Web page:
Bush, Kerry win newspaper endorsements
N.Y. Times goes for senator; Chicago Tribune picks president
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(CNN) -- President Bush and his Democratic challenger, Sen. John Kerry, split the endorsements of several leading newspapers Sunday, but one major Florida paper said it could support neither candidate.
Bush won the backing of the Chicago (Illinois) Tribune; the Rocky Mountain News of Denver, Colorado; the (Carlsbad, New Mexico) Current-Argus; and the Omaha (Nebraska) World-Herald.
The Tribune praised him for leading a "bolder struggle" than Kerry would against terrorism and a broader effort to defend the United States.
Kerry racked up support from The New York Times, the Minneapolis (Minnesota) Star Tribune and one of his hometown papers, the Boston (Massachusetts) Globe.
The Times, one of the nation's largest and most influential papers, called the Massachusetts senator "a man with a strong moral core" who "has qualities that could be the basis for a great chief executive."
The papers that endorsed Kerry supported Democrat Al Gore for president in 2000, while those that endorsed Bush on Sunday supported him in 2000.
But the Tampa (Florida) Tribune, which has endorsed Republicans for president in every election but one in the past half-century, said it would issue no endorsement this year.
The newspaper said its "deeply conflicted" editorial board could not back Bush "because of his mishandling of the war in Iraq, his record deficit spending, his assault on open government and his failed promise to be a 'uniter not a divider' within the United States and the world."
But the paper said it could not endorse Kerry, "whose undistinguished Senate record stands at odds with our conservative principles and whose positions on the Iraq war -- the central issue in this campaign -- have been difficult to distinguish or differentiate."
The Tribune is one of two newspapers in the Tampa-St. Petersburg area, one of the largest metro areas in one of the year's most hotly contested states.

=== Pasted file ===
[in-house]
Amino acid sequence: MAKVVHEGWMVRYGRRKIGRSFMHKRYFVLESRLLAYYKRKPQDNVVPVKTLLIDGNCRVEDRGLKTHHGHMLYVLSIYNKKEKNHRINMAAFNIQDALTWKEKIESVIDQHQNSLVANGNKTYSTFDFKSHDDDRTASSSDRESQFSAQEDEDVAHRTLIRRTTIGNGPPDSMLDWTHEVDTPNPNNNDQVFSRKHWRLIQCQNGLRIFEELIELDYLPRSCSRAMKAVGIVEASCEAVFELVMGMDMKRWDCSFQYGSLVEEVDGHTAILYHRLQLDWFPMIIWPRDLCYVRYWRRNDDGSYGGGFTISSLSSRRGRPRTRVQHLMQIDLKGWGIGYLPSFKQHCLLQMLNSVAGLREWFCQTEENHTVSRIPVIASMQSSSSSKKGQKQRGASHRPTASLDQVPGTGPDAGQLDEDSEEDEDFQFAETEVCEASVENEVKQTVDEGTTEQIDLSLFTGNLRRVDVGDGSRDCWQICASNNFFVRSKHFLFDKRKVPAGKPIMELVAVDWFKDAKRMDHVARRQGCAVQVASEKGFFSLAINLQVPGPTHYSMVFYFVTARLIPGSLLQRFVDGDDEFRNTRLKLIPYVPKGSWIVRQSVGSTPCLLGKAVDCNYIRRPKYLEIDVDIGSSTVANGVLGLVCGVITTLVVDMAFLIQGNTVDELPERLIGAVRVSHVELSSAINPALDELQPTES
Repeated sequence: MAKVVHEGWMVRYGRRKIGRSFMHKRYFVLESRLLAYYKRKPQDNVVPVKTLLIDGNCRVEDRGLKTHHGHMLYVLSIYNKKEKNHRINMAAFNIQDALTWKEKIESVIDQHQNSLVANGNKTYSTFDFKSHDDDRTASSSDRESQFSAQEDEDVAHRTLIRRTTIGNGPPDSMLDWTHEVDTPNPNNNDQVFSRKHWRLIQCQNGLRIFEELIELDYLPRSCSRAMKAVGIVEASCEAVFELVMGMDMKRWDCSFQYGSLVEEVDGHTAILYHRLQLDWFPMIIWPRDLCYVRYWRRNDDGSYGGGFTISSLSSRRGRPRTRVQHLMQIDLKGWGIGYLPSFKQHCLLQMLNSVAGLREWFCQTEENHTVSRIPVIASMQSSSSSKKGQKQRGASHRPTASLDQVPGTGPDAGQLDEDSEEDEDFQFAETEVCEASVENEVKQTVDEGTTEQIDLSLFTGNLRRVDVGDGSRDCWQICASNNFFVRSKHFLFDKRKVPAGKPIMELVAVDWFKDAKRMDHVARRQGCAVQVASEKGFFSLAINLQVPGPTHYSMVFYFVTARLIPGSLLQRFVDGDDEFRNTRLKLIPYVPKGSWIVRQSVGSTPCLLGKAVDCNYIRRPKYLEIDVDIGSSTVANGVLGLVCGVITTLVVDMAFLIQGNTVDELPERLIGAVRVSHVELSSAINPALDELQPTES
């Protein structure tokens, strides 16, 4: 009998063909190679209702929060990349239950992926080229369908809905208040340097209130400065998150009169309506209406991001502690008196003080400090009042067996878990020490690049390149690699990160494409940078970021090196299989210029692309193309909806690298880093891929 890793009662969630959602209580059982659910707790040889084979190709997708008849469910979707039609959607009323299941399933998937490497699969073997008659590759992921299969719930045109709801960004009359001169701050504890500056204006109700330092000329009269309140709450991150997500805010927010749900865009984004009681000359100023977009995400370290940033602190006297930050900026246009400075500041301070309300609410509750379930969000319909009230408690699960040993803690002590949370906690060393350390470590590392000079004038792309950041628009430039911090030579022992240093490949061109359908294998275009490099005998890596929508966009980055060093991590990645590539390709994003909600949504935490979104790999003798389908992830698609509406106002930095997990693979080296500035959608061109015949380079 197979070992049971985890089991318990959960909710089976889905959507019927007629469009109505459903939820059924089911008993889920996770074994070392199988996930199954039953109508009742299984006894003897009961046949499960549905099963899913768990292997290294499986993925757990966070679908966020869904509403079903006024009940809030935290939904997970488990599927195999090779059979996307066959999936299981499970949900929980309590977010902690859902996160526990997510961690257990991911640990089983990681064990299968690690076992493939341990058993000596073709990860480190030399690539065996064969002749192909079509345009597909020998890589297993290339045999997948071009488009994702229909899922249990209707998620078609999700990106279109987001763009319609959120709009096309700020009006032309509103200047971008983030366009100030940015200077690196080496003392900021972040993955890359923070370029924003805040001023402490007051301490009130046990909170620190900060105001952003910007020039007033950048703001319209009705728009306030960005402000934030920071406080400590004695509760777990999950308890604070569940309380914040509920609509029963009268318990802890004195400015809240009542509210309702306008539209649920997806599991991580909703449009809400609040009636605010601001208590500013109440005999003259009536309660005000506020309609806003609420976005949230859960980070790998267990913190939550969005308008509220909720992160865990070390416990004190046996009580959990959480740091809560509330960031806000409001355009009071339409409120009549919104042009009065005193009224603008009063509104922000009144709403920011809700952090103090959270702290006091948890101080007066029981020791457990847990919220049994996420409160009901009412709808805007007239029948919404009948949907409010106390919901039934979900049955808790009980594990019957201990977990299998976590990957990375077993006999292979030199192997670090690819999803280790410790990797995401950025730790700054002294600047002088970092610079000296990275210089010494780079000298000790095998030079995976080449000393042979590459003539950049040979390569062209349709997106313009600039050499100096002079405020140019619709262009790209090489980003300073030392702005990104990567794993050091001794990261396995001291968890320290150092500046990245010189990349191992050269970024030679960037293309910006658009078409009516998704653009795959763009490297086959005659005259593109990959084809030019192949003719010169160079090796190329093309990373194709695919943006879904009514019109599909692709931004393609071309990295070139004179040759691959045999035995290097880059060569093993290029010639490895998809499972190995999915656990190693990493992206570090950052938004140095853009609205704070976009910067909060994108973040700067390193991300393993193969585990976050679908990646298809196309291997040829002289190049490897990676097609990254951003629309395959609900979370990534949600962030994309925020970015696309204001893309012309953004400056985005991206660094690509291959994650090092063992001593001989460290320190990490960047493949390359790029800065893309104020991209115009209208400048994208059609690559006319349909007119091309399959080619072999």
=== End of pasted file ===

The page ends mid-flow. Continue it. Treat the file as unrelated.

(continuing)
The St. Petersburg Times endorsed Kerry on Sunday, saying Bush's mistakes "have left this country less united and less secure."
"John Kerry isn't a perfect candidate. No one is," the Times said. "But he is an intelligent, principled leader who has demonstrated his commitment to his country on the battlefield and in public service."
While the Chicago Tribune had some kind words for Kerry -- saying both he and Bush have exemplary "integrity, intentions and abilities" -- The New York Times, with a circulation of 1.7 million, assailed Bush's domestic and foreign agendas.
The race, the Times said, "is mainly about Mr. Bush's disastrous tenure."
Kerry, the Times said, "has the capacity to do far, far better. He has a willingness -- sorely missing in Washington these days -- to reach across the aisle."
Praising other elements of Kerry's platform, the endorsement said, "We look back on the past four years with hearts nearly breaking, both for the lives unnecessarily lost and for the opportunities so casually wasted.
"Time and again, history invited George W. Bush to play a heroic role, and time and again he chose the wrong course. We believe that with John Kerry as president, the nation will do better."
The Chicago Tribune, which has a circulation of about 1 million, argued the threat of terrorism must guide the vote.
Bush "embraces a bolder struggle" than Kerry would against not only "those who sow terror, but also with rogue governments that harbor, finance or arm them," it said.
"Bush's sense of a president's duty to defend America is wider in scope than Kerry's, more ambitious in its tactics, more prone, frankly, to yield both casualties and lasting results. This is the stark difference on which American voters should choose a president," it concluded.
The paper did have some harsh words for Kerry, complaining that the "moral certitude" he once displayed "has evaporated."
The Boston Globe said Kerry exhibits "an ability to see complex problems in new, often prescient, ways and a willingness to seek collaborative solutions."
"Iraq, simply put, is out of control," the Globe said. "Kerry is best qualified to bring it under control, not least by reassuring the Iraqis themselves that the United States does not have permanent designs on their strategic bases or oil.
"On terrorism, Kerry understands that intelligence, police work, diplomacy, and economic development are the the principal weapons against a diffuse but knowable enemy."
While their editorial boards are separate, The Boston Globe is a unit of The New York Times Co.
The Rocky Mountain News complained that Kerry "has a long record that suggests radically different instincts from Bush. To put it bluntly, he was for many years quite simply wrong about America's successful strategy in the Cold War ... [and] opposed many of the weapons systems used effectively in Afghanistan and Iraq."
Bush's "vision for American foreign policy is a major reason we support him," the paper said. "The Bush Doctrine, as some have called his admittedly ambitious design, has been refined since 9/11 but remains based upon a few key principles:
"The U.S. reserves the right to take pre-emptive military action against terrorists wherever they dwell, and against the regimes that harbor or encourage them."